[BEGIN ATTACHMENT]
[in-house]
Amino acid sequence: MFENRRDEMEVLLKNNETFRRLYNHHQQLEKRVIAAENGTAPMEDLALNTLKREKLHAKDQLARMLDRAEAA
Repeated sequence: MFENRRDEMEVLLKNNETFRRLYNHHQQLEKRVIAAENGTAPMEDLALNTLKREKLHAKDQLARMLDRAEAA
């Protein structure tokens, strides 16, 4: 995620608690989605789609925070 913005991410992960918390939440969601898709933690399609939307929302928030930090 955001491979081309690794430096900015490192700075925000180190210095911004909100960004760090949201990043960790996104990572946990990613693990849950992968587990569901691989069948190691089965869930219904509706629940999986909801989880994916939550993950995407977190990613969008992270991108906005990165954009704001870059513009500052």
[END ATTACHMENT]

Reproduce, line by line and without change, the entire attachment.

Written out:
[in-house]
Amino acid sequence: MFENRRDEMEVLLKNNETFRRLYNHHQQLEKRVIAAENGTAPMEDLALNTLKREKLHAKDQLARMLDRAEAA
Repeated sequence: MFENRRDEMEVLLKNNETFRRLYNHHQQLEKRVIAAENGTAPMEDLALNTLKREKLHAKDQLARMLDRAEAA
């Protein structure tokens, strides 16, 4: 995620608690989605789609925070 913005991410992960918390939440969601898709933690399609939307929302928030930090 955001491979081309690794430096900015490192700075925000180190210095911004909100960004760090949201990043960790996104990572946990990613693990849950992968587990569901691989069948190691089965869930219904509706629940999986909801989880994916939550993950995407977190990613969008992270991108906005990165954009704001870059513009500052």